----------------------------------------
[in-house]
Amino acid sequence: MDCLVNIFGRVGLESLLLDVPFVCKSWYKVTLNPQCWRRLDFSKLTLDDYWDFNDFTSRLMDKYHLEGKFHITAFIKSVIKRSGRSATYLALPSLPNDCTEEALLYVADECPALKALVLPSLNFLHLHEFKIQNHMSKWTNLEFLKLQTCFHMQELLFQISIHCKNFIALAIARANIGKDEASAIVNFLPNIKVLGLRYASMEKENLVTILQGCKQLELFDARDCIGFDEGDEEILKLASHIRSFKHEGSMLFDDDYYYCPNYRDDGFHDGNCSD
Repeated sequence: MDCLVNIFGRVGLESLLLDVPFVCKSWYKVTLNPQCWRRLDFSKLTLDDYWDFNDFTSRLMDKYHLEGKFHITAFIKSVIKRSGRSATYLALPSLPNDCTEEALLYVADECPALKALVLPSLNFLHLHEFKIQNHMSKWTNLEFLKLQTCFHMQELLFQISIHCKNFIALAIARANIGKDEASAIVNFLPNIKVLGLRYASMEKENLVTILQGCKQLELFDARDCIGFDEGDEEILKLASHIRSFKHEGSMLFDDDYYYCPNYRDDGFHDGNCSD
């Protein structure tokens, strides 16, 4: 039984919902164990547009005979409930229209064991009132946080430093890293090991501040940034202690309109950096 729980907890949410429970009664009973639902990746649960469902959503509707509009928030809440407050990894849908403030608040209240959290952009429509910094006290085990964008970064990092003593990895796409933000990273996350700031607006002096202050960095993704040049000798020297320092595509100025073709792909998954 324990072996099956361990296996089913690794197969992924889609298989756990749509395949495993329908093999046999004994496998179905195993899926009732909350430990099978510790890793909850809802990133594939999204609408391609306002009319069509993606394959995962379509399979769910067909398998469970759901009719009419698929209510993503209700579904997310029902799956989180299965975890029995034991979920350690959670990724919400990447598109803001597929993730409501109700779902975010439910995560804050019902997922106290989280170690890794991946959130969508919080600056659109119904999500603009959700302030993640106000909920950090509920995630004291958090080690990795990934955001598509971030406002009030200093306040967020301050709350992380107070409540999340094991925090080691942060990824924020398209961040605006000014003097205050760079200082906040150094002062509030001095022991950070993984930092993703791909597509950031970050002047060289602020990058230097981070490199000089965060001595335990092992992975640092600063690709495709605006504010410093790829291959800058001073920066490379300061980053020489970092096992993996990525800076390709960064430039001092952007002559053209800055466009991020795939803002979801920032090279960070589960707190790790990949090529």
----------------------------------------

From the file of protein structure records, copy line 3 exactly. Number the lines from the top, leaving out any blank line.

Repeated sequence: MDCLVNIFGRVGLESLLLDVPFVCKSWYKVTLNPQCWRRLDFSKLTLDDYWDFNDFTSRLMDKYHLEGKFHITAFIKSVIKRSGRSATYLALPSLPNDCTEEALLYVADECPALKALVLPSLNFLHLHEFKIQNHMSKWTNLEFLKLQTCFHMQELLFQISIHCKNFIALAIARANIGKDEASAIVNFLPNIKVLGLRYASMEKENLVTILQGCKQLELFDARDCIGFDEGDEEILKLASHIRSFKHEGSMLFDDDYYYCPNYRDDGFHDGNCSD